Law enforcement agencies are deploying an onslaught of new technology to collect information on criminals and unsuspecting citizens alike, reports the Minneapolis Star Tribune. Body cameras, cellphone hacking devices, license plate scanners and facial-recognition software are giving authorities access to broad data on individuals who often have no clue how information about them is gathered, stored and shared. The rapid emergence of such tech tools is raising alarm about the extent of surveillance — and how laws safeguarding data and guaranteeing public access to it are failing to keep up.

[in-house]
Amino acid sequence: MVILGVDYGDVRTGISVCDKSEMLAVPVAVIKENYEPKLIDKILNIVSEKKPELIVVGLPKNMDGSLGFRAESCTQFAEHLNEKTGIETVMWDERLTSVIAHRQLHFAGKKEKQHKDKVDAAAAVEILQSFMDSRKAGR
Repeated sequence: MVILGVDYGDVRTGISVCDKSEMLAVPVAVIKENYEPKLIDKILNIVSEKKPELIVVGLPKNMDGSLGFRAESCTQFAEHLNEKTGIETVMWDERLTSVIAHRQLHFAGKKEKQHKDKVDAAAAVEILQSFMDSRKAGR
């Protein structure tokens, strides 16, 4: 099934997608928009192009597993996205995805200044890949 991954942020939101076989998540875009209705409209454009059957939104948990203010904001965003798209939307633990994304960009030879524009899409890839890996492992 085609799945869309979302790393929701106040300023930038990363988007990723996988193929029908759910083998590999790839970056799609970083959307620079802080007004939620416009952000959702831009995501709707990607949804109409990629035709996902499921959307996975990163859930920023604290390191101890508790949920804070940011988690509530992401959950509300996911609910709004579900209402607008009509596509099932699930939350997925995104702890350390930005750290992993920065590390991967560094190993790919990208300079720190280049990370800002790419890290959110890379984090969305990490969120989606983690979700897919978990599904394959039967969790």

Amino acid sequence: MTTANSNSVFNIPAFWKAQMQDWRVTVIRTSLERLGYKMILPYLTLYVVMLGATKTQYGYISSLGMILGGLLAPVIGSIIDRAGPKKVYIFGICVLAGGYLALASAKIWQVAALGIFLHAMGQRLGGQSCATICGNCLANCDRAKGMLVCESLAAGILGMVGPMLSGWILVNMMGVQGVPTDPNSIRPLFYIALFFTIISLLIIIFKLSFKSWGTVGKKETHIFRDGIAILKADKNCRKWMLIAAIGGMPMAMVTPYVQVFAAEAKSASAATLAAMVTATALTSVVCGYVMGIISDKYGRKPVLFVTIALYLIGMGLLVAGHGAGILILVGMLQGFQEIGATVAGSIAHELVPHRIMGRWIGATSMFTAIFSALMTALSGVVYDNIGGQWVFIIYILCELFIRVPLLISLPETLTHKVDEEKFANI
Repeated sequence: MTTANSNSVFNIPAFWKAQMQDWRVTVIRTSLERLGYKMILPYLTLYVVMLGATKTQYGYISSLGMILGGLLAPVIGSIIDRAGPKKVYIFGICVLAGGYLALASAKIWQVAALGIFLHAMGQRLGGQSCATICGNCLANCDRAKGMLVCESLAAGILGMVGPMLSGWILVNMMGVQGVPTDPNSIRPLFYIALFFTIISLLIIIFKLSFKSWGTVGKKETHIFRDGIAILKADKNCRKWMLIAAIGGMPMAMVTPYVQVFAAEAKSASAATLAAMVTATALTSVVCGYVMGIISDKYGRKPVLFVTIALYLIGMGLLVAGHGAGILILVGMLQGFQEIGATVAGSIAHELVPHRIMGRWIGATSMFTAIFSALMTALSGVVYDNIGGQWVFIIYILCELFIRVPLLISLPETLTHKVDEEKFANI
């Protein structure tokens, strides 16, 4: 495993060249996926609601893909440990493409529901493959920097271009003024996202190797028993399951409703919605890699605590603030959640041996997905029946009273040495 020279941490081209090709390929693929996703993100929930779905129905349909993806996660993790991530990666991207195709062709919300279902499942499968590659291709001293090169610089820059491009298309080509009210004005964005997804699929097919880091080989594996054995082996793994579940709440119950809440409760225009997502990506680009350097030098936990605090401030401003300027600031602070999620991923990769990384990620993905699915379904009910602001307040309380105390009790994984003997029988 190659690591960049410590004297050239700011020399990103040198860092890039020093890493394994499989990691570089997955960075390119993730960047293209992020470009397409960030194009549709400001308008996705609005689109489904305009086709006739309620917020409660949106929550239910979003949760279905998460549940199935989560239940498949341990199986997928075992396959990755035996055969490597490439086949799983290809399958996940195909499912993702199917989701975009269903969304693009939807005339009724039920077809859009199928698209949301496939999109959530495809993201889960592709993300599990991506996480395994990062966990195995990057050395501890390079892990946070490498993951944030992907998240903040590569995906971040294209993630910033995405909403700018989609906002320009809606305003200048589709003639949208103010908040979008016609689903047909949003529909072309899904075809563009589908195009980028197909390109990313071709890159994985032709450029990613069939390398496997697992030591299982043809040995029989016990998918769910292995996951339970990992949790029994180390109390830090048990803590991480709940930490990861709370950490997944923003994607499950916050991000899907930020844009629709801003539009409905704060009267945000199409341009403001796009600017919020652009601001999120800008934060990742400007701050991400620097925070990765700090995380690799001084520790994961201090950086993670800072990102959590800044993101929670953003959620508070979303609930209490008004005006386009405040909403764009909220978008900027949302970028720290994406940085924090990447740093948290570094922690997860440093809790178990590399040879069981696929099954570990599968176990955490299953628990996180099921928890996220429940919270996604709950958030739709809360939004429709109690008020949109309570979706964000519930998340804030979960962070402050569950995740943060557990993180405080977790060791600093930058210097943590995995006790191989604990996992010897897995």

Meanwhile, law enforcement agencies are increasingly reluctant to disclose what’s in their high-tech arsenal. “You have an obvious collision when you have technology moving at the speed of sound and light, and you have a bureaucracy that is constantly behind,” said Jim Franklin, director of the Minnesota Sheriffs’ Association. Some agencies are skirting a 2015 state law requiring disclosure of video, audio, photographic and other monitoring techniques by police. The divisive issue is cutting across party lines at state capitols. Minnesota legislators were concerned enough about safeguards against misuse of cellphone tracking devices that they required police to get warrants to use them, and then make those warrants public.